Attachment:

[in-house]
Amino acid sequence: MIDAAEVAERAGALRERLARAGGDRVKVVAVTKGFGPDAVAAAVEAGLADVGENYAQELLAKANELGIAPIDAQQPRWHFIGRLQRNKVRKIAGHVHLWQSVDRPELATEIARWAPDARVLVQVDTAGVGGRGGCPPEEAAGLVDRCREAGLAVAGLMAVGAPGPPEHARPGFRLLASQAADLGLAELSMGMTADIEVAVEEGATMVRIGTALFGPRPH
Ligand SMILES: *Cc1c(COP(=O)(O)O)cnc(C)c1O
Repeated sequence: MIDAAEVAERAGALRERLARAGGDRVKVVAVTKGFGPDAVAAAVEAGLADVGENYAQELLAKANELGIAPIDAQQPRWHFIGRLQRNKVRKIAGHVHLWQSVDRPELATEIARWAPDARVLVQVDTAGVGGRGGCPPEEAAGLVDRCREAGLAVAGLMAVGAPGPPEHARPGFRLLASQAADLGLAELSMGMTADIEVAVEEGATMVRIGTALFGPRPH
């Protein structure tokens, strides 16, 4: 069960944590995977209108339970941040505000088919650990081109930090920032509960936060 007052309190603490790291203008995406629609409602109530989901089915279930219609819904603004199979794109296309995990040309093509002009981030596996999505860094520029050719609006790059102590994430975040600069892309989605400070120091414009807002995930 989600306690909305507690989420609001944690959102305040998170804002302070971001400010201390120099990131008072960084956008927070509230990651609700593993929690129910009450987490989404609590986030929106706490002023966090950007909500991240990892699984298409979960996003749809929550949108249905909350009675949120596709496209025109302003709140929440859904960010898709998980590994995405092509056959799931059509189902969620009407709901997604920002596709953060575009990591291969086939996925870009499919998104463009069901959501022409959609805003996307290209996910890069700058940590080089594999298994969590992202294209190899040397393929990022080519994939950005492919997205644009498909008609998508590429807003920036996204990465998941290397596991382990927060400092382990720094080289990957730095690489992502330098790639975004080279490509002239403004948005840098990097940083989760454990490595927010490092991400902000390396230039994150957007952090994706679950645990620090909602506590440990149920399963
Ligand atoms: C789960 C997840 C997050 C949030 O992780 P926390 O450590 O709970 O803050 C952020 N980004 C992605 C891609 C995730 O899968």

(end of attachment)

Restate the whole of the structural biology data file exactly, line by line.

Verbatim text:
[in-house]
Amino acid sequence: MIDAAEVAERAGALRERLARAGGDRVKVVAVTKGFGPDAVAAAVEAGLADVGENYAQELLAKANELGIAPIDAQQPRWHFIGRLQRNKVRKIAGHVHLWQSVDRPELATEIARWAPDARVLVQVDTAGVGGRGGCPPEEAAGLVDRCREAGLAVAGLMAVGAPGPPEHARPGFRLLASQAADLGLAELSMGMTADIEVAVEEGATMVRIGTALFGPRPH
Ligand SMILES: *Cc1c(COP(=O)(O)O)cnc(C)c1O
Repeated sequence: MIDAAEVAERAGALRERLARAGGDRVKVVAVTKGFGPDAVAAAVEAGLADVGENYAQELLAKANELGIAPIDAQQPRWHFIGRLQRNKVRKIAGHVHLWQSVDRPELATEIARWAPDARVLVQVDTAGVGGRGGCPPEEAAGLVDRCREAGLAVAGLMAVGAPGPPEHARPGFRLLASQAADLGLAELSMGMTADIEVAVEEGATMVRIGTALFGPRPH
């Protein structure tokens, strides 16, 4: 069960944590995977209108339970941040505000088919650990081109930090920032509960936060 007052309190603490790291203008995406629609409602109530989901089915279930219609819904603004199979794109296309995990040309093509002009981030596996999505860094520029050719609006790059102590994430975040600069892309989605400070120091414009807002995930 989600306690909305507690989420609001944690959102305040998170804002302070971001400010201390120099990131008072960084956008927070509230990651609700593993929690129910009450987490989404609590986030929106706490002023966090950007909500991240990892699984298409979960996003749809929550949108249905909350009675949120596709496209025109302003709140929440859904960010898709998980590994995405092509056959799931059509189902969620009407709901997604920002596709953060575009990591291969086939996925870009499919998104463009069901959501022409959609805003996307290209996910890069700058940590080089594999298994969590992202294209190899040397393929990022080519994939950005492919997205644009498909008609998508590429807003920036996204990465998941290397596991382990927060400092382990720094080289990957730095690489992502330098790639975004080279490509002239403004948005840098990097940083989760454990490595927010490092991400902000390396230039994150957007952090994706679950645990620090909602506590440990149920399963
Ligand atoms: C789960 C997840 C997050 C949030 O992780 P926390 O450590 O709970 O803050 C952020 N980004 C992605 C891609 C995730 O899968």